Best Bets: SF Mime Troupe, Sam Grisman Project, Damian Escobar, Simone Dinnerstein, Word for Word

L-R, Michael Gene Sullivan, Lizzie Calogero and Andre Amarotico star in San Francisco Mime Troupe’s “American Dreams.” The show is presented outdoors at many locations through the summer. (Courtesy David Allen/San Francisco Mime Troupe)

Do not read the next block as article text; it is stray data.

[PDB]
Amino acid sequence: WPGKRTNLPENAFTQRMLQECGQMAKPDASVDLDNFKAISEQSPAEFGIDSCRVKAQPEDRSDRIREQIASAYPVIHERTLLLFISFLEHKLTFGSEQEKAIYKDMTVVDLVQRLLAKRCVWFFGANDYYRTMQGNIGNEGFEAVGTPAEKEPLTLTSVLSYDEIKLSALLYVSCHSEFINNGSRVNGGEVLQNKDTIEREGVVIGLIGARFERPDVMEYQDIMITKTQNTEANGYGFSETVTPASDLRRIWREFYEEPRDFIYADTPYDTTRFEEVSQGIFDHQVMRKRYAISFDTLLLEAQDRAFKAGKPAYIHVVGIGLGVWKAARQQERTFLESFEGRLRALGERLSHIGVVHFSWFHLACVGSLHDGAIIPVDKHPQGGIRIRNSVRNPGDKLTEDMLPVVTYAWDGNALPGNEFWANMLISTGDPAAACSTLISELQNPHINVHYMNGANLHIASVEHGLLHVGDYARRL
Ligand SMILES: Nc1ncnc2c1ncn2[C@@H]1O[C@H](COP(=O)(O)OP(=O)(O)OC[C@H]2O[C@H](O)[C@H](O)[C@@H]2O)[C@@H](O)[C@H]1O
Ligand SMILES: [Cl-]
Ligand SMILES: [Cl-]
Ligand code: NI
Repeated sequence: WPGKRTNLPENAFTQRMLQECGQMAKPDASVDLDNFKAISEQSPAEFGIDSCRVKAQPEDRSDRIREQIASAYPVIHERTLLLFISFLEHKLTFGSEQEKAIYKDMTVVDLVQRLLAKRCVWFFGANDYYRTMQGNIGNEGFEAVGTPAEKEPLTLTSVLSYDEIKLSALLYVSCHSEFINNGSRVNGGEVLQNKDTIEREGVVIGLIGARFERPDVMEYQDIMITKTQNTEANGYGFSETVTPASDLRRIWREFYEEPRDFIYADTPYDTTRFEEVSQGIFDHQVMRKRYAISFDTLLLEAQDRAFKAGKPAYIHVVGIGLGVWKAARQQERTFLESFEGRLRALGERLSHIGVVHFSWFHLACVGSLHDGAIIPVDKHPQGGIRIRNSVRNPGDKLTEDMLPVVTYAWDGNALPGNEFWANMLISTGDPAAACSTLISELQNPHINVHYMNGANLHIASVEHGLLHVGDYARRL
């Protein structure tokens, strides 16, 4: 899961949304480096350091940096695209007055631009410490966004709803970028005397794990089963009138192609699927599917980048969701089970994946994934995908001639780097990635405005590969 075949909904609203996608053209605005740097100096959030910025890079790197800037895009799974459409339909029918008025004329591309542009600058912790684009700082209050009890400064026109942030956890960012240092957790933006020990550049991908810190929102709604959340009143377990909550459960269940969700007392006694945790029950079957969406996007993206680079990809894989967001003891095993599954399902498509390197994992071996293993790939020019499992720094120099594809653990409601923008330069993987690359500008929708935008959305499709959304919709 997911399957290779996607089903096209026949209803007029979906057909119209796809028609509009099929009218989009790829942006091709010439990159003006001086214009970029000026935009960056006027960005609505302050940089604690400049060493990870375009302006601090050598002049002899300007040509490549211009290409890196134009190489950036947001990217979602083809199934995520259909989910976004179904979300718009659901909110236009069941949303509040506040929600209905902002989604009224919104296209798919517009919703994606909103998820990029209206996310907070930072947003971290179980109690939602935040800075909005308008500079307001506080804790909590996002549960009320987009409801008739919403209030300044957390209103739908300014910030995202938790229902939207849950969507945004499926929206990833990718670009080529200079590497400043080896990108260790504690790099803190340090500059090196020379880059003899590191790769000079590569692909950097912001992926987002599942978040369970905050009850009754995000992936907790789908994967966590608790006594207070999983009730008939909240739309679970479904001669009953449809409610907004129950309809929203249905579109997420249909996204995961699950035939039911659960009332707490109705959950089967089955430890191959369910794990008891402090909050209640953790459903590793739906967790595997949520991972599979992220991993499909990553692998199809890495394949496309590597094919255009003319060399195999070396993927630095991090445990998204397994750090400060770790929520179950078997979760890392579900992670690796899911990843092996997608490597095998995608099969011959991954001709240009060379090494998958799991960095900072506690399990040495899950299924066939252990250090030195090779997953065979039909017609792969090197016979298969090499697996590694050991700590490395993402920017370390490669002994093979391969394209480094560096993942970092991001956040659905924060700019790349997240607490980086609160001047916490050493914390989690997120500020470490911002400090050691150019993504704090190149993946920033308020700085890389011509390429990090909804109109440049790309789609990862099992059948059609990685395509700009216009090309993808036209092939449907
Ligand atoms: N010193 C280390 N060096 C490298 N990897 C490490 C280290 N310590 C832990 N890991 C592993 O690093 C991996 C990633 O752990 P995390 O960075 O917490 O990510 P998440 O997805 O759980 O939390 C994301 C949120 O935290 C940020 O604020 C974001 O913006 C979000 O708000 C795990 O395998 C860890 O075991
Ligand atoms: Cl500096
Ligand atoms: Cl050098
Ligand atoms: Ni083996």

Freebie of the week: The San Francisco Mime Troupe is among many beloved Bay Area traditions. Each year around Independence Day, the company, a self-described “democratically run, multi-ethnic, multi-generational, multicultural, gender-balanced theater of social justice,” kicks off a free touring musical production that espouses those same values of equality, justice, compassion and democracy. Oh, and it’s silly as all heck, too. While good old-fashioned American values are certainly worth celebrating, well-timed wisecracks and pratfalls are a lot more entertaining. The Mime Troupe bases its entertainment on commedia dell’arte, meaning the theater is lively and the comedy is broad. And, in the troupe’s case, very political and very left of center. (Fox News should stay home and watch TV.)